The certificate also reveals movement in an account holding R1.5-billion of Optimum Mine's rehabilitation fund, which was apparently moved with consent from Mineral Resources Minister Mosebenzi Zwane.

This is established by a letter from Werksmans Attorneys to the South African Reserve Bank's registrar, confirming that Zwane had given consent for the monies to be moved to the Bank of Baroda - India's international bank, which has two branches in South Africa - provided it was registered with the Reserve Bank.

A close study of the certificate reveals that the Guptas were at their busiest between the end of February and early April, making multiple transfers between their business and personal accounts. It does not show where the monies came from, or to whom they were paid.

In June the Sunday Times reported that the Reserve Bank and the Financial Intelligence Centre had requested the Bank of Baroda to provide documents related to deposits into Gupta accounts.

A source at the time said there were suspicions that monies were being moved offshore.

In his affidavit before the court Gordhan reveals that he had several interactions with Nazeem Howa, the CEO of Oakbay, over the account closures.

He speaks of how, despite two legal opinions (filed as annexures) stating that the cabinet had no power to intervene in a private relationship between a bank and a client, Howa insisted that he do so.

Gordhan is one of three ministers appointed by the cabinet to talk to the banks and the family to find a solution.

However, he says in the papers, he was uneasy about his power to compel the banks to reverse their decision, which the Guptas labelled "anti-competitive, politically motivated, and designed to marginalise their business".

"I stressed that the minister of finance can not act in any way that undermines the regulatory authorities," he said. "I encouraged Oakbay to achieve a determination of its contentions by approaching a court. I finally requested Oakbay to desist from its attacks on the National Treasury in the public interest."

Howa's response to Gordhan was that the company had been legally advised that it had no prospects of success in court "given the contractual rights the banks have".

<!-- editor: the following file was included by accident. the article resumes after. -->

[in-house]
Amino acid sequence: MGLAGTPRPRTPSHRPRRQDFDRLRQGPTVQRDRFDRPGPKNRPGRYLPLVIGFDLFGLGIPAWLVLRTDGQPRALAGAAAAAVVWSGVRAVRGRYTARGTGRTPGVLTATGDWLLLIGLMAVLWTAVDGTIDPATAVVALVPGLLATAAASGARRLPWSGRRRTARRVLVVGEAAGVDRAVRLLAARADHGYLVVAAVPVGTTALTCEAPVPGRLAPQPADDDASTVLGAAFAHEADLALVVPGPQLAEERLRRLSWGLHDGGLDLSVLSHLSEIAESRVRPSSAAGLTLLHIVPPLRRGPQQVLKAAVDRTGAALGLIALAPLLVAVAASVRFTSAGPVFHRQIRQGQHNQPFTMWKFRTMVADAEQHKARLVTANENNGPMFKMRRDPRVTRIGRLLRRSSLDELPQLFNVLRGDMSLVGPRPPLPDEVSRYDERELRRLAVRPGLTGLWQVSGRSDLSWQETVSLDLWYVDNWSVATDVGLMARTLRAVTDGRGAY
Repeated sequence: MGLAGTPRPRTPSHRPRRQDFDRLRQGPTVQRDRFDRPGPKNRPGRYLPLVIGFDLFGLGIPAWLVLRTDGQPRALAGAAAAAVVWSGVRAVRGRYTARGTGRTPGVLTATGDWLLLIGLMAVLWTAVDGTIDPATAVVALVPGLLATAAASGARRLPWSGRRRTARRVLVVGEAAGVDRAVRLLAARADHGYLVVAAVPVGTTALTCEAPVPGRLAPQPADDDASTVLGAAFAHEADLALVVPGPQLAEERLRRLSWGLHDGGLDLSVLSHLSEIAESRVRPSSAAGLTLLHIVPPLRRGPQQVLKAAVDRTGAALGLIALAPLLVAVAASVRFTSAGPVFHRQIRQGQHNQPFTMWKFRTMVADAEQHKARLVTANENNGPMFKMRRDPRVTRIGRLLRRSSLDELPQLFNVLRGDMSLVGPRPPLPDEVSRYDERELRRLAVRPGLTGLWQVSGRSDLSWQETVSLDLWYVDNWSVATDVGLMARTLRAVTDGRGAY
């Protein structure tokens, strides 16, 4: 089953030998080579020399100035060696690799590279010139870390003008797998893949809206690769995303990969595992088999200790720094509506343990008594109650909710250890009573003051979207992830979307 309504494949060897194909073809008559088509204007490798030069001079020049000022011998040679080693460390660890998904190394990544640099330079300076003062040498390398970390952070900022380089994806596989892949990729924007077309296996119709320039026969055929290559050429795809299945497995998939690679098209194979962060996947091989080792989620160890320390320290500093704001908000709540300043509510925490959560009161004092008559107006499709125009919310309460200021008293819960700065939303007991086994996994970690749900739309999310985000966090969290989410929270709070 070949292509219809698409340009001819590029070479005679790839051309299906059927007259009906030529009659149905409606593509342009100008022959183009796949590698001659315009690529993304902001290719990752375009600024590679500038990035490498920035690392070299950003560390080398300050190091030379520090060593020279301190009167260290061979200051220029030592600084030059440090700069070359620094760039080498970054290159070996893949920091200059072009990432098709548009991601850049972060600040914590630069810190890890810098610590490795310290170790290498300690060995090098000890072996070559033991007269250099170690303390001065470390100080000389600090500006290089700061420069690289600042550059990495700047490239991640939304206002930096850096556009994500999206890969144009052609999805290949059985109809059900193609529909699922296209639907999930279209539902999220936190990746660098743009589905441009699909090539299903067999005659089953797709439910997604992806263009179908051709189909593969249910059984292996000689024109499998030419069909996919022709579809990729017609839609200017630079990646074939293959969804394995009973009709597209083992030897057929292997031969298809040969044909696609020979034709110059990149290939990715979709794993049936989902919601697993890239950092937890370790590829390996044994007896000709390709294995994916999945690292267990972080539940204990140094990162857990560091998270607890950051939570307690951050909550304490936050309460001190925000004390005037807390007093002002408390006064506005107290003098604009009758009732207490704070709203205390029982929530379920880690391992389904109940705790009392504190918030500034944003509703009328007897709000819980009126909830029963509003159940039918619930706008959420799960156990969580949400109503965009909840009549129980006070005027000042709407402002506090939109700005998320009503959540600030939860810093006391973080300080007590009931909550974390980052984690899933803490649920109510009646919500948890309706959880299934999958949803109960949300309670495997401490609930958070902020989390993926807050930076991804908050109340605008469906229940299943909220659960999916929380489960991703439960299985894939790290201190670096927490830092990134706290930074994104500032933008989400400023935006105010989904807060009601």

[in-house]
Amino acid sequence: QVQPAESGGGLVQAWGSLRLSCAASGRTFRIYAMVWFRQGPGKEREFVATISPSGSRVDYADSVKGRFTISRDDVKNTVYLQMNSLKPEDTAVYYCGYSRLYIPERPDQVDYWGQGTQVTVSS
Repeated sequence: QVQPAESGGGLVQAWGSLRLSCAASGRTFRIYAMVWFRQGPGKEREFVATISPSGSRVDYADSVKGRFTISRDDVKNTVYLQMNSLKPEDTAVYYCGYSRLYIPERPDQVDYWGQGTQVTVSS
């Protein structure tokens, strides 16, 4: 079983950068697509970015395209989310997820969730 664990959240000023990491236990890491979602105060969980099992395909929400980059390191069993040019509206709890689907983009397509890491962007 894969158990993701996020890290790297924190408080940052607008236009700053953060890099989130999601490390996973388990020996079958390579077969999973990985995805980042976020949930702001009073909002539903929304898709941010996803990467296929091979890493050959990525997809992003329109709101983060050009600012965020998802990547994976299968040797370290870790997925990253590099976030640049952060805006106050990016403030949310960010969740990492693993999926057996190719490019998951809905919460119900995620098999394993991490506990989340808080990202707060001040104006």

The opinions Gordhan received included those of Jeremy Gauntlett and a warning from Reserve Bank governor Lesetja Kganyago on April 26 that continued intervention by the cabinet could be seen as "undue political interference in banks' operations, and could introduce heightened levels of uncertainty and pose a risk to South Africa's financial stability".

Gauntlett advised that cabinet members had no legal authority to intervene in the private bank-client relationship.

This means Zwane's intervention on behalf of the Guptas, without any sanctioning from the cabinet, was unlawful.

Last month the cabinet and the Presidency distanced themselves from a statement by Zwane calling for an inquiry into the banks' actions.

Zwane this week refused to be drawn on the matter, saying it was now a cabinet issue.

Between February 29 and April 6, the banks submitted 25 reports to the Financial Intelligence Centre reporting multiple transactions. In this period the family was coming under intense political pressure.

In March the Sunday Times reported that Deputy Finance Minister Mcebisi Jonas had been offered the finance portfolio last December by the Guptas. A week later former government spokesman Themba Maseko went public with allegations of Gupta influence on the state, followed by former MP Vytjie Mentor.

Oakbay spokesman Howa said yesterday: "Oakbay Investments has never been involved in money-laundering and no charges have ever been brought against us.

"It is clear that these documents have been leaked by the ministry of finance as part of a politically motivated campaign against us. It would not be appropriate to comment further on an ongoing legal process."